I have seen you in the airport on several occasions. I watched you pull out your passport with trembling hands as your feet meet foreign land for the first time. I see you lean in to understand the lilting accent of the immigration officer. Maybe we have met eyes and smiled at each other as we walked those red dirt roads. I can see the newness in your heart and the adventure in your eyes, this traveling the world to meet the poverty and the broken is all unfamiliar to you.
But I hope it seeps into your soul and crashes your life like a hurricane leaves debris and the need for a brand new beginning. My prayer for you is that in this journey, you will never go back to the girl googling photographs of Africa, because you have tasted the bitterness of poverty and all the destruction that surrounds it. The sweetness of adventure giving way into the burden of what your eyes have seen. The gospel you once longed to share is suddenly the last thing your mouth wants to talk about because you have seen the darkness and for a split second you wonder where God is in all of this. And still, the hope shines through and God’s goodness is staring right back at you.
Oh, I hope that you see the dying and the broken and the grieving. Hold hands with the starving child and carry the sick baby in your arms. Listen as the young boy tells you how his hunger pains are giving way to ulcers and he wishes he could have more meals. I want you to get ring worm because that means you loved without fear. I hope that you experience the reality that most of the world faces, touch the poverty and be wrecked by the injustice.
In all the moments you spend trying to seek Him, you see that He’s already there. In every hope filled glance, in the rusting old church, in the dirty shack where the child you have fallen in love with sleeps on cardboard, in the beggar on the street clinging to grace. Jesus does not need you to rescue and redeem, He’s already done that and He’s making all things new. He just needs you to allow your hands and feet in this broken and exhausting service to Him. There will be days when the beauty is overwhelming and nights when you fall asleep before your head touches the pillow, your heart will be yearning for more and holding onto the glory your eyes have seen.
I hope that you experience the joy that overflows in the poorest places, in those dark alleys of the slums, in the church that in falling into the river. See the faith that exists in the midst of corruption. The grace that floods into the earth is the same in America, Asia, Africa, Europe, South America and the middle east. Our God is sovereign and is a Father even in the hardships that we want to only shake our fists at. Oh, see His love that He pours out upon those who serve Him. Just watch as He lavishes mercy so freely and beautifully.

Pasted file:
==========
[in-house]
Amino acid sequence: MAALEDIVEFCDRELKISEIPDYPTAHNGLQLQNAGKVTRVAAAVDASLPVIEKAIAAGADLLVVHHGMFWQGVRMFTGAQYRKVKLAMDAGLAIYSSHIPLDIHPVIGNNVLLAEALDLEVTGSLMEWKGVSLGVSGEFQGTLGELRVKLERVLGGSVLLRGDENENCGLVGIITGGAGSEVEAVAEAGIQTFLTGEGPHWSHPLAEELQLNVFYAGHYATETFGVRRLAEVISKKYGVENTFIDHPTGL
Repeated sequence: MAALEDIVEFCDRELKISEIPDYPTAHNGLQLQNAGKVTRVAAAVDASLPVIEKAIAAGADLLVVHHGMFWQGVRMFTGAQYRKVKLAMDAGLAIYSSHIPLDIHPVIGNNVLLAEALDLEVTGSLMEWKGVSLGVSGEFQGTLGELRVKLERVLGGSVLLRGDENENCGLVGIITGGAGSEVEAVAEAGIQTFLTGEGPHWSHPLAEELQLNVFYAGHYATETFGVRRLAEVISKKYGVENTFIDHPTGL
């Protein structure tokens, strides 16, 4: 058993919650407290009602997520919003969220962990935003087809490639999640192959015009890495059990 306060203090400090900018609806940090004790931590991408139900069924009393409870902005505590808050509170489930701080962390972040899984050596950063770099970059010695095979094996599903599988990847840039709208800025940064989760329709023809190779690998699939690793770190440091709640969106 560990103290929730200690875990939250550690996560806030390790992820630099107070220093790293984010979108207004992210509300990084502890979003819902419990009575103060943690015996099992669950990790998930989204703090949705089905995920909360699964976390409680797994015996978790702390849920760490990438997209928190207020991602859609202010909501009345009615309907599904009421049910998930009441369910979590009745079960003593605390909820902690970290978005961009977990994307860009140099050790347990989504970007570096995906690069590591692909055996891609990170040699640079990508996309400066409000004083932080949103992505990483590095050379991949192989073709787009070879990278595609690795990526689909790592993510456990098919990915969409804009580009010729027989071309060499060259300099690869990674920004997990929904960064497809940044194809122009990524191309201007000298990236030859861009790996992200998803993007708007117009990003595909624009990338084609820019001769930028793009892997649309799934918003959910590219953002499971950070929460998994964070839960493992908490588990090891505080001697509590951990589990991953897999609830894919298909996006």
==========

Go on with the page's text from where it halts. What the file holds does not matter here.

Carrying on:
When you return home, I hope that you walk through Walmart or Target or Best Buy and you realize how shallow our society is. I hope that your Amazon wish list shortens and the gratitude in your heart only grows. Maybe you will sit in the airport (as I have done) and convert USD into that currency of the country your heart beats for, you will ponder over the fact that a latte could cure malaria and a meal could feed a village. And when this truth flows into your heart you will realize how much you take for granted and how little is poured over in thanksgiving. When you allow water to flow into your cup I hope you remember the frail little girl you saw carrying water in a jug, her bare feet carefully taking one step after another to prevent it from spilling over onto the ground. Do not grow disconnected from where your feet have journeyed, the stories your ears have heard and all that your eyes have seen.
So, sweet girl in the maxi skirt, strap the Chacos on your feet, lather on that sunscreen, and let the malaria preventative course through your blood stream. Open your hands and your heart so you may find the beautiful in the ugly places, go be love and let Love transform you in glorious ways.
the one who’s walked in your same shoes
P.S. just metaphorically, I don’t own Chacos.